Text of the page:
12ft Skiff

From Wikipedia, the free encyclopedia
Jump to navigation Jump to search
12ft Skiff
LCC Skiff.jpg
12 foot skiff in Sydney Harbour
Crew 2
Hull weight 45 kg
LOA 3.7 m
Beam 1.8 m
Mast length 8.8 m

The 12 ft Skiff is a development dinghy class dating back to the early 20th century. It is sailed in Australia and New Zealand, it is 12 ft (3.7 m) in length, hence the name, and is a two-man boat. Both the crew and the helm are able to use the trapeze at the same time, it has an asymmetrical spinnaker and a jib, in addition to the mainsail.[1]


The origin of the 12 ft Skiff is dubious, but it is thought to have roots in the smaller skiffs sailed on Sydney Harbour in the late 1800s. The skiff became a class in its own right in 1924, when it was raced in several clubs around Australia, at this time the skiff was manned by a crew of five, but around the 1940s it changed to a three-man boat, and then became the two man boat that is used today. After the 1940s the skiff went international.[2]

Nowadays the 12 ft Skiff is mainly sailed in Australia and New Zealand

Campaigning a 12 requires a range of skills, including boat handling, tuning, boat maintenance, organisation and training. However, with recent equipment developments, and the introduction of carbon masts, 12’s are very manageable boats and any sailor with relative experience, such as cherubs or moths, would quite easily adapt.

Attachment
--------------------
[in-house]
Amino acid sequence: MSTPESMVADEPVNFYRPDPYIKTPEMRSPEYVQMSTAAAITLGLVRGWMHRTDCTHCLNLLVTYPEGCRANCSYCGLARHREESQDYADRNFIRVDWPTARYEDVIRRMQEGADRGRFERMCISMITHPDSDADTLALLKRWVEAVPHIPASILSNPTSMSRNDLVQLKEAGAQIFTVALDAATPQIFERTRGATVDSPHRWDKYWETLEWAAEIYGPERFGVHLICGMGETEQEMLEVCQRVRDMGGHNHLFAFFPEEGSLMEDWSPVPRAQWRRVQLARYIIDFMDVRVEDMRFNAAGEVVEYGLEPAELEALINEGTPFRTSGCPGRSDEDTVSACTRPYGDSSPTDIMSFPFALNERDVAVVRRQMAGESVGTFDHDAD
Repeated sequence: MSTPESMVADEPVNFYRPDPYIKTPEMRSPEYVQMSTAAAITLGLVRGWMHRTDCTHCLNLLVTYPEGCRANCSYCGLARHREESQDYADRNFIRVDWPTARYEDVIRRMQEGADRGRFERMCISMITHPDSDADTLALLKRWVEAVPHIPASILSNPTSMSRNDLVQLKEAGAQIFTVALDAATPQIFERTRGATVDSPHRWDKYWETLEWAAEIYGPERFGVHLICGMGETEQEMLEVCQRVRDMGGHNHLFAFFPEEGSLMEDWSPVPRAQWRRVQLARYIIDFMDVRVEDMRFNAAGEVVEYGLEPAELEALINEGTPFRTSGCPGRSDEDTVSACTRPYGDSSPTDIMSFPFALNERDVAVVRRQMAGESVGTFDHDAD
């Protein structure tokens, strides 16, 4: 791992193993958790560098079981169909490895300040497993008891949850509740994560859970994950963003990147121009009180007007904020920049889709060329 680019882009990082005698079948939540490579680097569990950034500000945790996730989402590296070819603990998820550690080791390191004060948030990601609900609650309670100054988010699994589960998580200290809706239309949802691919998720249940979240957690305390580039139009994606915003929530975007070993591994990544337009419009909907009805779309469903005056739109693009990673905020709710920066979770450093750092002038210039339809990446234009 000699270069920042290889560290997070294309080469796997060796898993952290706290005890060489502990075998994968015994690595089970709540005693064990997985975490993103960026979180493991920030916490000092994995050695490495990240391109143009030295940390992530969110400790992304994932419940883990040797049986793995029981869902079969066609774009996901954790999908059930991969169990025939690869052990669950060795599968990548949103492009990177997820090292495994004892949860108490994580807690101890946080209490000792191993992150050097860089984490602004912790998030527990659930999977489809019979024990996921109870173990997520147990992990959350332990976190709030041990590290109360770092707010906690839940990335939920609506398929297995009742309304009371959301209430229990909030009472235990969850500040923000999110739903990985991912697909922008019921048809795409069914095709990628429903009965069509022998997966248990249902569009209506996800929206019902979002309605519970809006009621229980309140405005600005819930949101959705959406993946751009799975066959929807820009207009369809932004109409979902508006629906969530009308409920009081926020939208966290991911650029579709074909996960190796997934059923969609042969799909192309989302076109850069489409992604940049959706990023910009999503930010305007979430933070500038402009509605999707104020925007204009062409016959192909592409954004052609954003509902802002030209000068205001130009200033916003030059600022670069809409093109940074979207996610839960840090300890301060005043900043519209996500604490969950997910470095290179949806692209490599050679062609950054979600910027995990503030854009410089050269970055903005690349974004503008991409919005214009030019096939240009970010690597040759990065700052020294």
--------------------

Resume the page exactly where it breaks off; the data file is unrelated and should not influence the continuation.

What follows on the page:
· Reaching speeds of up to 25 knots

· Mast height 8.8 metres

· Overall length 3.7 metres

· Beam 1.8 metres

· Crewed by two people, both on trapeze

· Light weight 45 kilogram hull

· Three complete rigs (small, medium, large)

· Each skiff is individual, not an off the shelf product

· Simple measurement rules allow design development

· Rig size and design is unrestricted

The asymmetrical spinnaker is set off a fixed bowsprit


The skiff is similar to the larger and better known 18ft Skiff. Of all skiffs the 12 footer is known for being the hardest to sail, primarily due to its small footprint relative to its sail area, being able to reach up to 25 knots (46 km/h; 29 mph).[3][4]

The 12 footer generates considerable power by having two persons on the trapeze wire, suspended from the mast of the boat, this adds leverage to the crews' weight, allowing the larger areas of sail to be carried.

The modern 12s also have fixed bowsprits to carry the spinnakers from, this is a relatively recent innovation, with the older style of skiff having an 'end to end' spinnaker pole which would need to be positioned by the crew, and would be stored against the skiff's boom when it was not being used.


Maersk Line 12ft Skiff


  • New South Wales State Championship "The Morna Cup"
  • Queensland State Championship
  • Australia Championship "Norman Booth Trophy"

New Zealand[edit]

  • New Zealand team trials
  • New Zealand National Championship
  • Interdominon Championship "Silasec Trophy"


  1. ^ "12ft Skiff Dinghy Class Information". noblemarine.co.uk. Retrieved 15 June 2009. 
  2. ^ "Twelve Foot Skiff Association: History". skiff.org. Retrieved 15 June 2009. 
  3. ^ "12ft SKIFFS". vanmunsterboats.com. Archived from the original on 8 June 2009. Retrieved 15 June 2009. 
  4. ^ "General Specifications". skiff.org. Retrieved 15 June 2009. 

External links[edit]